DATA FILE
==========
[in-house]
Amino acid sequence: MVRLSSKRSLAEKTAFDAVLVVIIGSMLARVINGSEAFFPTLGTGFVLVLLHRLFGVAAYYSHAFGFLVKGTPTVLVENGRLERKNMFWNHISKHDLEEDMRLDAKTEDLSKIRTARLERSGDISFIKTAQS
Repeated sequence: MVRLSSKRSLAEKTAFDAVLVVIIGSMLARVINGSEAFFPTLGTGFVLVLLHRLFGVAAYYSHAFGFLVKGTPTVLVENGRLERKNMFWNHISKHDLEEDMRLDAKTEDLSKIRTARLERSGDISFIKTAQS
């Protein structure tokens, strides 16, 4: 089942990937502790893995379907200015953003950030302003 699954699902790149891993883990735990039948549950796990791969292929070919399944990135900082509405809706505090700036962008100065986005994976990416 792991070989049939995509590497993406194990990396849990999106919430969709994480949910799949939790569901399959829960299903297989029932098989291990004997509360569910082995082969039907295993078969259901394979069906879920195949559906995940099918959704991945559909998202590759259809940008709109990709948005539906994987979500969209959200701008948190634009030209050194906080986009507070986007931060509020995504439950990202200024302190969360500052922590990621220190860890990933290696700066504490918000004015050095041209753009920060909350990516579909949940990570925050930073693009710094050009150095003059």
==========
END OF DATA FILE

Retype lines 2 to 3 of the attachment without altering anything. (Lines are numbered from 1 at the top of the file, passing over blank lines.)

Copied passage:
Amino acid sequence: MVRLSSKRSLAEKTAFDAVLVVIIGSMLARVINGSEAFFPTLGTGFVLVLLHRLFGVAAYYSHAFGFLVKGTPTVLVENGRLERKNMFWNHISKHDLEEDMRLDAKTEDLSKIRTARLERSGDISFIKTAQS
Repeated sequence: MVRLSSKRSLAEKTAFDAVLVVIIGSMLARVINGSEAFFPTLGTGFVLVLLHRLFGVAAYYSHAFGFLVKGTPTVLVENGRLERKNMFWNHISKHDLEEDMRLDAKTEDLSKIRTARLERSGDISFIKTAQS